Natural gas is distributed to homes across the USA through a network of aging pipes.
In older American cities like New York and Boston, there can be as many gas leaks as there are miles of road.
How do we know? Because Google drove those city streets – and mapped every leak.
In some communities, those funny-looking Google Street View cars driving around taking pictures of houses and storefronts are also sniffing for natural gas – part of an effort to detect and fix leaks before they become bigger problems.
When those leaks spark fires or explosions, the cost can be measured in homes destroyed and lives lost. But even when they don’t turn catastrophic, the nation’s aging natural gas infrastructure has environmental and economic costs.
Methane – the lighter-than-air flammable gas that makes up almost 100 percent of natural gas – is also a greenhouse gas, as much as 84 times more potent than carbon dioxide.
One recent study found that methane leaks from the natural gas industry are 60 percent higher than previous EPA estimates, offsetting most of the climate benefits of using cleaner-burning natural gas over coal.
Finding and fixing those leaks is “one of the best bargains out there in terms of a climate solution,” says Jon Coifman of the Environmental Defense Fund.
And customers are paying for leaked gas, even if it never reaches their homes. The Environmental Protection Agency’s Inspector General estimated in 2014 that consumers were paying $194 million a year for that leaked natural gas – and that federal regulators weren’t doing enough to stop it.
Indeed, much of what we know about natural gas leaks comes from independent scientists such as Joe von Fischer.
“It’s a fascinating problem,” says von Fischer, a biologist at Colorado State University. “Methane was already my favorite gas. Everybody has a favorite gas, and methane was mine.”
Eight years ago, von Fischer had the idea to buy a $30,000 methane-sniffing sensor, put it in the back of his pickup truck, and drive it around Fort Collins, Colorado.
He discovered obvious sources of methane: Landfills, and a gas-powered water treatment plant. But he also discovered leaks that no one knew about.
As sensors became smaller and cheaper – they’re now $3,000 and the size of a laptop computer – von Fischer joined with the Environmental Defense Fund and Google to measure leaks in major U.S. cities.
“One of the biggest capabilities that Google brings to any project we work on is the ability to scale it to a global scale,” says Karin Tuxen-Bettman, a program manager for the Google Earth Outreach team.
And what started with methane has now grown into a larger Google project to measure other sources of air pollution in cities around the world.
The Google cars suck in air and funnel it through a sensor that uses lasers to measure the amount of methane. Measurements are taken twice a second, with GPS coordinates and wind direction.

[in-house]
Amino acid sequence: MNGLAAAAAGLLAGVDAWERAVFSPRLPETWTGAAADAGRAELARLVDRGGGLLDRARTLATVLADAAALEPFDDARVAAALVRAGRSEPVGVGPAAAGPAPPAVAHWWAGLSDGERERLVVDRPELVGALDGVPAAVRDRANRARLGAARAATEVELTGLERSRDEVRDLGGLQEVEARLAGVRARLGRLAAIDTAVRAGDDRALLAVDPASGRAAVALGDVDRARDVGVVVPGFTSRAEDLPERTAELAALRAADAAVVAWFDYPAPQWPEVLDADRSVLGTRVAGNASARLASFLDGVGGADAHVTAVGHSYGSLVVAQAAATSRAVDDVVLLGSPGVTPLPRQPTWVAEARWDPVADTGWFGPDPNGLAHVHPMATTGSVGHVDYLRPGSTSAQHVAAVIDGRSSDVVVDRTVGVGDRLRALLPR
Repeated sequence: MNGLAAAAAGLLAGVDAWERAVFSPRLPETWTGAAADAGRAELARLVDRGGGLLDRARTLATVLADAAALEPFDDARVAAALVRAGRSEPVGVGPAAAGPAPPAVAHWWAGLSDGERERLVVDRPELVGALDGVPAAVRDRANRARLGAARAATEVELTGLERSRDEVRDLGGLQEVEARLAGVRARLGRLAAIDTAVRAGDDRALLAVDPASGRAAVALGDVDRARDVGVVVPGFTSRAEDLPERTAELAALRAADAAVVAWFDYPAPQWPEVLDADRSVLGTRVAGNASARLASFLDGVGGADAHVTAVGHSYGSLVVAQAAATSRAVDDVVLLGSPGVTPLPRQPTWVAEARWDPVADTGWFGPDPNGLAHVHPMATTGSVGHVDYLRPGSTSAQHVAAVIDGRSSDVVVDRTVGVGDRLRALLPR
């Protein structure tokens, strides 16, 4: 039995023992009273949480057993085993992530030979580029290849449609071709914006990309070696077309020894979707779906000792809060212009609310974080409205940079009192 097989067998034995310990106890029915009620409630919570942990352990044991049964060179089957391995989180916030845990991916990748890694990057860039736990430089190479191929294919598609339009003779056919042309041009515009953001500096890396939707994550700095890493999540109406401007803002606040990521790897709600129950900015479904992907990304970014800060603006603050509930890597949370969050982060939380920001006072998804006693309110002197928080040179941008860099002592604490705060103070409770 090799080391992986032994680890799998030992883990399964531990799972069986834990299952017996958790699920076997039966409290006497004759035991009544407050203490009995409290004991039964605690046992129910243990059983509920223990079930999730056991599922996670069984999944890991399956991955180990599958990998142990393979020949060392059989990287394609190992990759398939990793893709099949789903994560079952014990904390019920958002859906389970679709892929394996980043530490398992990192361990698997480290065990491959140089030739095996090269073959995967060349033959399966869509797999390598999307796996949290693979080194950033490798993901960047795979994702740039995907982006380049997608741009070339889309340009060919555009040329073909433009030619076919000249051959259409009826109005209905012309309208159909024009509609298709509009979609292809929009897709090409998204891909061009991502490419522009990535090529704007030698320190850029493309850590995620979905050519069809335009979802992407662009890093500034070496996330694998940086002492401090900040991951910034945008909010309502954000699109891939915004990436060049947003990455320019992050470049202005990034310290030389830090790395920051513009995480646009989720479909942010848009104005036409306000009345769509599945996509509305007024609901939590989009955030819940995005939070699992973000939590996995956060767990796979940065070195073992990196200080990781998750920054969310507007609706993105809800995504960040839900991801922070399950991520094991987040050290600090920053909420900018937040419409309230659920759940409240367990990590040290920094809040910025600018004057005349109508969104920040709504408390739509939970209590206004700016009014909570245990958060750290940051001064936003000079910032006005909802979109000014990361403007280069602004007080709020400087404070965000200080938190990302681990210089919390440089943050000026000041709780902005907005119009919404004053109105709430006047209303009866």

The Google cars drive every street at least twice, to rule out other sources of methane, such as natural gas-powered buses.
Von Fischer says he has a good working relationship with utilities: “I work really hard not to throw utilities under the bus. Sometimes they crawl underneath there on their own.”
Several, including New Jersey’s PSE&G and New York’s Consolidated Edison, have expressed interest in using his methods themselves.
Those utilities are under increasing pressure to do something about leaks – in part because consumers and shareholders are growing more aware of the problem.
As You Sow, a shareholder activist group, has tried to force utilities to limit methane emissions with shareholder resolutions.
The resolutions rarely win in proxy fights. But As You Sow’s Lila Holzman says they can often be successful in getting companies to be more transparent.
“That’s a big part of what we do,” she says. “We really advocate for companies to do a much better job of explaining what their plans are: What are they going to do about this problem?”
Exelon and DTE Energy responded to As You Sow proposals with agreements to improve transparency, Holzman said. Last month, the group filed shareholder resolutions with UGI Utilities and Atmos Energy.
Half a million leaks a year
In data submitted to the Pipeline and Hazardous Materials Safety Administration, natural gas utilities said they fixed 493,862 leaks last year. Still, they ended the year with 85,304 known leaks unaddressed.
And under industry-written standards, that’s an acceptable practice.
Utilities rate leaks on a three-point scale: Grade 1 leaks are hazardous and should be repaired immediately, but smaller Grade 3 leaks can remain unfixed for years.
Some of the largest utilities – the Boston Gas Co., Washington Gas and others – lose more than 3 percent of their gas to leaks, according to data they report to PHMSA.
For some smaller city-run utilities, losses are much higher. Ford City, Kansas, a town of 216 people that still sends gas customers handwritten bills, couldn’t account for 40 percent of its gas last year.
Every state allows utilities to charge customers for gas lost on the way to their homes. The Supreme Court ruled in 1936 that gas leaks are “unavoidable, no matter how carefully the business is conducted.”
“You have to understand the business model that utilities work on,” von Fischer says. “These utilities really are concerned about safety. They don’t want to hurt anybody. That’s human nature. And of course there’s legal liability. But historically they’ve been less concerned with the other costs of leaks.”
Google’s methane-sniffing cars are an experiment. But the people behind them hope that the industry adopts some of their techniques to fix more leaks.
“And in the most progressive utilities,” Von Fischer says, “that’s exactly what’s happening.”
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